During the course of this semester, in my Introduction to Writing Arts class, I focused on blogging about freedom and its context in web 2.0 technologies. I read numerous articles both in class and on my own, and used them and the information I got to create blogs where I composed my own thoughts and ideas into posts. I then presented these findings in a presentation format known as pecha kucha (check it out, seriously) to my class, here’s what I learned from these experiences, hope you grab a little from it too.
During my presentation, on the topic of freedom, slide number two was primarily focused on WordPress and blogging on the internet. When I thought of freedom on the internet, this was the first thing that came to mind, besides the popular social networking sites that most people are already very familiar with. I really loved blogging this semester, because I got to stream all of my thoughts into one place, and say whatever I wanted, I really felt like an author, and not just like I was doing a writing assignment for class. I had the freedom to choose my own pictures, quotes, and share whatever ideas fit. I had free reign over my topic, thanks to my professor, and WordPress did not filter what I said either. I went through no process of getting checked, and I posted what I said for the world to see. I choose for this slide, to add in a quote from Bolter where he explains, that “The open architecture of the World Wide Web allowed individuals to create sites and add them to the Web without the approval of any authority”. I thought it just added to what I already discovered on my own about freedom. Approval was not needed from anyone to voice an opinion on the internet, we are protected by our constitutional freedoms. I presented this slide right in the beginning because I think it really introduced it well, especially pointing out a blogging site I wasn’t even aware about until this class. Sometimes, I think people aren’t even aware of all of the freedom they have, because they are limiting themselves to what everyone else is doing. If everyone knew they could blog about any topic they want, and reach a large number of people, more people might do it. Thinking about it now, I really liked that I included it but I might have done a different screen shot. Maybe showing a blog post, where I posted about a controversial topic, or said something people think is inappropriate, and still posted it, to show that you can indeed use your freedom of speech to say whatever you want.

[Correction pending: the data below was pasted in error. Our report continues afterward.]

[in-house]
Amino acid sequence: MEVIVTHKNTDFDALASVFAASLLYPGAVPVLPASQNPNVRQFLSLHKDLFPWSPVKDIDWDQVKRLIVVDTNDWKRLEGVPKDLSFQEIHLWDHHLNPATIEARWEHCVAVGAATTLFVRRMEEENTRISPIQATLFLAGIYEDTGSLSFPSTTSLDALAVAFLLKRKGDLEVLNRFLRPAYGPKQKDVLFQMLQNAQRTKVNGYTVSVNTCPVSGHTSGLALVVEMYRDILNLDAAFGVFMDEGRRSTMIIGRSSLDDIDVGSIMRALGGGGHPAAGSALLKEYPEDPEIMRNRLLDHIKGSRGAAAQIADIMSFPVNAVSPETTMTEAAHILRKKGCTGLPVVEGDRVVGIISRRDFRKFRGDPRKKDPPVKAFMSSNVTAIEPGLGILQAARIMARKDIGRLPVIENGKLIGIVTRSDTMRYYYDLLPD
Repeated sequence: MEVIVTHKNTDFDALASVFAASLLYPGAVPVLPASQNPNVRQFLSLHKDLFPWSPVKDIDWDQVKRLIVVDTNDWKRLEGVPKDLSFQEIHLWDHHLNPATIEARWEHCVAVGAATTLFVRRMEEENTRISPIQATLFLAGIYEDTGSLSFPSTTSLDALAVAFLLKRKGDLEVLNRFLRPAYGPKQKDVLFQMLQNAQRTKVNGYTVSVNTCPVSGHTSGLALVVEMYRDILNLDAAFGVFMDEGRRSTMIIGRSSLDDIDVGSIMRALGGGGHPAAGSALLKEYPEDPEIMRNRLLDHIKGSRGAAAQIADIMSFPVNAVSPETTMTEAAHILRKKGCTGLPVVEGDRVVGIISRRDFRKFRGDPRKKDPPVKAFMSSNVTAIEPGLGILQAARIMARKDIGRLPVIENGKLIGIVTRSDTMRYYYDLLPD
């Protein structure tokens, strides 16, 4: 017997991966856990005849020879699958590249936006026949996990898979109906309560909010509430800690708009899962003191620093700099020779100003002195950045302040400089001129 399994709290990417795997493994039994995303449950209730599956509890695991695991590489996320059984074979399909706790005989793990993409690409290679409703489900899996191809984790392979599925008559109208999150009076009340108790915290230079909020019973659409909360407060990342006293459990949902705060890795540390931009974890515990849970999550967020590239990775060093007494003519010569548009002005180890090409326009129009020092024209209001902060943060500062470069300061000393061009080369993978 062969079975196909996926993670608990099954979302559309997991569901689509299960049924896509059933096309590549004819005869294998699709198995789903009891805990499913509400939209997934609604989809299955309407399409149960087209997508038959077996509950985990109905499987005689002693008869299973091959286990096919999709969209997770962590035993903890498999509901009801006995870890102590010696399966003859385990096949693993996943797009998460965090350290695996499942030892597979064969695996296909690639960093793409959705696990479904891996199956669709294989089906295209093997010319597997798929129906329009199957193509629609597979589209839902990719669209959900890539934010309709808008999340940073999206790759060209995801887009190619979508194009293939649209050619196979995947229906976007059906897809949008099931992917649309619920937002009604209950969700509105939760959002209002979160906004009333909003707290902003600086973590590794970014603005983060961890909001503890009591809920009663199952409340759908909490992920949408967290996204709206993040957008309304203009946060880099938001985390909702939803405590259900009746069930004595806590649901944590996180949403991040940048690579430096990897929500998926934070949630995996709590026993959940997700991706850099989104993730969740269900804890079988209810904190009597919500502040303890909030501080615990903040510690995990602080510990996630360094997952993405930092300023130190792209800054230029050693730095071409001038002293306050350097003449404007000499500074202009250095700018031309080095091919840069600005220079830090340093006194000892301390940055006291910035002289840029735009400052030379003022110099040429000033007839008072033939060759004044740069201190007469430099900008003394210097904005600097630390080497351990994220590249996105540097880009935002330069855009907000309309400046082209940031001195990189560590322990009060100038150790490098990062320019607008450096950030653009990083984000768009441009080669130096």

Learning about freedom in a completely different context then what I am used to was very interesting for me this semester. I have learned, back in elementary school about our constitutional right, freedom of speech. What I learned was that we have the right to “say” what we want as long as it is not harming another person. What I did not learn, was where that freedom begins and ends on the internet. I was not sure if “saying” words, and “typing” them on a computer would have different repercussions. When you say something to someone, it may stay in their memory, but it isn’t documented and most times cannot be brought up and used against you , because it does not have enough credibility. Anything published on the internet is permanent , and on sites for the world to see, and find should they wish to . The web 2.0 readings were very helpful in my understanding of my topic. In Sherry Turkle’s article, “Who Am We”, which happened to be my favorite, she focuses on the idea that, as she says, “We are moving from modernist calculation toward postmodernist simulation, where the self is a multiple, distributed system.” In other words, we have the freedom to be anyone we want on the internet. As she explains, a user can create any name or persona they wish. This really made me look at freedom in an entirely different way, and realize we have more room to do what we want on the internet then I had originally assumed. If I decided today, I wanted to blog under the name John Smith, there would be no authentication checks to make sure I am indeed who I say I am, so I could to it. Our freedom allows us to do so , and “pretending “ to be someone else, does not come with any punishment as it would in everyday life off of the internet. Off of just the internet, and blog posts as well as social networking sites, Charles Duhigg in the article, “ How companies learn your secrets” , examines how big name companies use web technologies to find out information about their consumers. They are free to use our card information to find out about who we are, including even the company we work for and everyday demographics about the buyer as well. All of this, without any permission, because of freedom. These articles, as well as the research I did on my own, really broadened my horizons, and made it clear that as Americans we are given plenty of room on the internet to exercise our rights, and nobody has the right to tell us not to.